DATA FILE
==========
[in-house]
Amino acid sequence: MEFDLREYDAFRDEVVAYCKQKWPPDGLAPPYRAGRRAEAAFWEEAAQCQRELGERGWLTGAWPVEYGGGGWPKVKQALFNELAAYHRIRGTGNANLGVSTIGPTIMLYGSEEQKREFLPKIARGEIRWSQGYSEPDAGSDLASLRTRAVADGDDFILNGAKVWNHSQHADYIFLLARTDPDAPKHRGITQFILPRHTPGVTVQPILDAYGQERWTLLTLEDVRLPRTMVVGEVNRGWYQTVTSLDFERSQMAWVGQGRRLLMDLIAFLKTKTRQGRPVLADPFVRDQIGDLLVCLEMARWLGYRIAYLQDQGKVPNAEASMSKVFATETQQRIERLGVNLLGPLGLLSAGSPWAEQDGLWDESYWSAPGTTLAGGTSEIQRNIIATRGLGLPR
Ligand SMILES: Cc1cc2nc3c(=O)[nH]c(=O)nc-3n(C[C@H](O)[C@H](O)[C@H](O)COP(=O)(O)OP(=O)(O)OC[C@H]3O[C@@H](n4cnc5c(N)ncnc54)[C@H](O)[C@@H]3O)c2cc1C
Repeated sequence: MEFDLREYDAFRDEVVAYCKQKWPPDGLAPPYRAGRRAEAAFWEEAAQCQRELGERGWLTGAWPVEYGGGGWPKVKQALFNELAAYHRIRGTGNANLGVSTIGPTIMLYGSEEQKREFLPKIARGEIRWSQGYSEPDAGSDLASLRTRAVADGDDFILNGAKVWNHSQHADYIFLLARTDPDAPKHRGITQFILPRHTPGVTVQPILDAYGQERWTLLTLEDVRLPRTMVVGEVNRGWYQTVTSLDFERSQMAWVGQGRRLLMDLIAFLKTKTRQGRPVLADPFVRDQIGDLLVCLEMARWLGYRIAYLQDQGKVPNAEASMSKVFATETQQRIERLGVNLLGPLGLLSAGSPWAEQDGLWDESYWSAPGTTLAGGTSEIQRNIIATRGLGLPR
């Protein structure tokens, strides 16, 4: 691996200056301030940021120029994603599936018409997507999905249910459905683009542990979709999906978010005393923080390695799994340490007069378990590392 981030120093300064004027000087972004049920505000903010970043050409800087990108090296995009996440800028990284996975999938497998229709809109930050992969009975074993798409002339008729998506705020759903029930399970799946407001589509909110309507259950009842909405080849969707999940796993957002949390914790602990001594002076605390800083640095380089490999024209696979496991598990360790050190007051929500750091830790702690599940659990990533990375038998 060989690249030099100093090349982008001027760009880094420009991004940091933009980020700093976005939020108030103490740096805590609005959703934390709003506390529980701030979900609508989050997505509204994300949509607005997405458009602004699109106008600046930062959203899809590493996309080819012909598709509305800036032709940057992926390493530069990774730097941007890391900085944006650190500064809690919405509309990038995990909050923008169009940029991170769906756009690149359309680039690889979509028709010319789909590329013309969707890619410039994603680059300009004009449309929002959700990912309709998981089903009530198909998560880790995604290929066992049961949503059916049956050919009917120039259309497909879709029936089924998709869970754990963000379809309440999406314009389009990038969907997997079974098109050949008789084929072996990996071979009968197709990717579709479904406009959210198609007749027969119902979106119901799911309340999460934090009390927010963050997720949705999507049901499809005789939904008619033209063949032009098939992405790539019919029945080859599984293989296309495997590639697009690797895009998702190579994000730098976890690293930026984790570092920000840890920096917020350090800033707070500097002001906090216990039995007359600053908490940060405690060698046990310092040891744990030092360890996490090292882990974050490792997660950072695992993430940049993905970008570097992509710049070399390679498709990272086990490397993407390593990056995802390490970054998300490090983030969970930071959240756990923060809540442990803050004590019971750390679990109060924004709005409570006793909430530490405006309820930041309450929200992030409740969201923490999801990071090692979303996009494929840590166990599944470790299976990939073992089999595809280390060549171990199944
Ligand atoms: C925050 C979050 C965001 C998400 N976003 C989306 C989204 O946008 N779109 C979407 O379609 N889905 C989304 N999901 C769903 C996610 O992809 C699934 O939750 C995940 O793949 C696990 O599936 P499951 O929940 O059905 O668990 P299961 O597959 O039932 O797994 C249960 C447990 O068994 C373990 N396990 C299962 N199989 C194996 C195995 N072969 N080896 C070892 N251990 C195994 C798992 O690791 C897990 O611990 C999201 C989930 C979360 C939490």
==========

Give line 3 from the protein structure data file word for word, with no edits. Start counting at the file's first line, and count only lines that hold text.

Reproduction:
Ligand SMILES: Cc1cc2nc3c(=O)[nH]c(=O)nc-3n(C[C@H](O)[C@H](O)[C@H](O)COP(=O)(O)OP(=O)(O)OC[C@H]3O[C@@H](n4cnc5c(N)ncnc54)[C@H](O)[C@@H]3O)c2cc1C